When the Agency for Healthcare Research and Quality (AHRQ) shut down its National Guideline Clearinghouse (NGC) in July, users of the site expressed concern that it was irreplaceable.
The clinical practice guidelines website “was our go-to source, and there is nothing else like it in the world,” Valerie King, MD, MPH, director of research at the Center for Evidence-Based Policy at Oregon Health & Science University (OHSU) in Portland, said in a Daily Beast article written by Jon Campbell, senior investigator at the Sunlight Foundation’s Web Integrity Project. “It is a singular resource.”
At the time of the closure, the quality research institute ECRI, located in Plymouth Meeting, Pennsylvania, said it planned to re-create the site, although it would no longer be free of charge, as it had been under AHRQ.
So what has happened since? The ECRI Institute did launch its site — called the ECRI Guidelines Trust — in mid-November, and for now it is free of charge. “ECRI Institute self-funded the development of the website and we have secured private-sector funding from a non-profit source,” ECRI spokesperson Laurie Menyo said in an email. “We are not yet releasing the details about the funding source, but hope to do that soon. The external funding will permit us to keep the site open for no fee for the foreseeable future.”
The ECRI site currently includes 471 guidelines, compared with the AHRQ website’s 1,300. Of those 471 guidelines, 214 include guideline summaries and a trustworthiness score, called a Transparency and Rigor Using Standards of Trustworthiness (TRUST) Scorecard. So far, the site has 3,000 registered users, Menyo said.
Although ECRI was the contractor that developed and maintained the AHRQ guidelines clearinghouse, ECRI has to develop its own clearinghouse from scratch because AHRQ doesn’t have the copyright permissions needed to give its content to ECRI, according to the agency. “The guideline developers hold the copyright and granted AHRQ permission to post the guidelines on the NGC per agreement with each guideline developer,” an agency spokesperson said in an email to MedPage Today. “That permission is not transferable to another organization or entity, such as ECRI.”
Not having the original AHRQ website has made research more difficult, King, of OHSU, said in an email to MedPage Today. “We pretty much have ended up using a combination of Medline, Google, and targeted professional society and national guideline organizations from other countries to locate guidelines for our research,” she said. “No other databases have proven as strong as our own searching, but it does take up more of our time now.”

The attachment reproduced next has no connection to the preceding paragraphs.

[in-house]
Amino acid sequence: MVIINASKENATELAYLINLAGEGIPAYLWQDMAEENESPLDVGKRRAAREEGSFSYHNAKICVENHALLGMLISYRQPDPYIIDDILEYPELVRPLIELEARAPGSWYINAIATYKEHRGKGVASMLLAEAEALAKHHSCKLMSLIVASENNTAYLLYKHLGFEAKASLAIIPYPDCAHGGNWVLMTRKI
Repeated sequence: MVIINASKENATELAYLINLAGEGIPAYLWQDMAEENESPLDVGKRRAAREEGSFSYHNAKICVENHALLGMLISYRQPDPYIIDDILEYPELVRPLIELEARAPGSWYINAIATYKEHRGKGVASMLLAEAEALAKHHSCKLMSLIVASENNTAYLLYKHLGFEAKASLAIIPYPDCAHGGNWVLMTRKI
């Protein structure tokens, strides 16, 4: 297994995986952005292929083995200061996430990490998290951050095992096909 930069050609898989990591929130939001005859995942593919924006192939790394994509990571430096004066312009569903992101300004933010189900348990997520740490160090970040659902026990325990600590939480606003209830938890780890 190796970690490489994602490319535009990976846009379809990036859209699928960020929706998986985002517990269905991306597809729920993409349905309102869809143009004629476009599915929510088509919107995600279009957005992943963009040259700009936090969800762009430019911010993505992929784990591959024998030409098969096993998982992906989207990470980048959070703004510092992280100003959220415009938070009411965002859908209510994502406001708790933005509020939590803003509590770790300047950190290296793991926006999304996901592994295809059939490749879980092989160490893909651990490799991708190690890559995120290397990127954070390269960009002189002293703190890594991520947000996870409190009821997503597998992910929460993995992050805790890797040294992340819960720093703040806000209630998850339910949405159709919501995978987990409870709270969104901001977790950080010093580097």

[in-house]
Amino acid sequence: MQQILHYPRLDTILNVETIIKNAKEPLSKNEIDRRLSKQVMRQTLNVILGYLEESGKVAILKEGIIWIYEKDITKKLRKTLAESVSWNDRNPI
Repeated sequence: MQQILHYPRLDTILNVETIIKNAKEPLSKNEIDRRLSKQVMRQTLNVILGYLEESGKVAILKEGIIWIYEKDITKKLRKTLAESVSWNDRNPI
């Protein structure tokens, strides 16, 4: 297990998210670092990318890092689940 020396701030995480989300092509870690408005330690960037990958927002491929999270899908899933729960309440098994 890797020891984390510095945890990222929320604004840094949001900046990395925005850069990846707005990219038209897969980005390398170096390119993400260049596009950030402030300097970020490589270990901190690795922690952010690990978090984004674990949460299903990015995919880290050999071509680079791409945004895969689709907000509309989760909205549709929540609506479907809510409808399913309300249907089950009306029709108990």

For its part, AHRQ has hired MITRE, a non-profit research organization in McLean, Virginia, to “identify new models for disseminating and accessing evidence-based clinical practice guidelines,” the agency announced on its website in July. Although the announcement said the study, which began in August, would be a 12-month project, it is actually expected to finish in Spring 2019, the spokesperson said.
In a blog post for the Web Integrity Project, Campbell noted that AHRQ is spending $400,000 on the MITRE study — the same amount it would take to keep the clearinghouse as a static archive for a year. When asked how AHRQ could afford the study even though it closed the clearinghouse due to a lack of funds, the spokesperson responded, “The annual budget allocation for the [NGC] was $1.2 million. The AHRQ fiscal year 2018 budget did not provide funding to continue the NGC.”
One issue that concerns researchers is the quality of the guidelines. The AHRQ clearinghouse included quality ratings based on standards published in 2011 by the then-Institute of Medicine, now called the National Academy of Medicine (NAM). “With the AHRQ standards, the idea was to check various aspects of the guideline development process to try to assure one could have confidence in it, and that it was valid and unbiased,” Roy Poses, MD, clinical associate professor of internal medicine at Brown University in Providence, Rhode Island, said in a phone interview, speaking for himself.
Poses, who also blogs on conflicts of interest and other matters for the Health Care Renewal website, noted that the academy “was very concerned about management of conflicts of interest that could affect the guidelines. I’m sure it is difficult to implement all the steps; I don’t know whether ECRI has made an effort equivalent to AHRQ’s or not, but I would urge them to consider trying to implement as best they can the [NAM] standards in as much detail as possible.” As of right now, “clearly, what [ECRI has] published for their TRUST Scorecard overview does not have anything like the detail about conflicts of interest that are in the [NAM] standard.”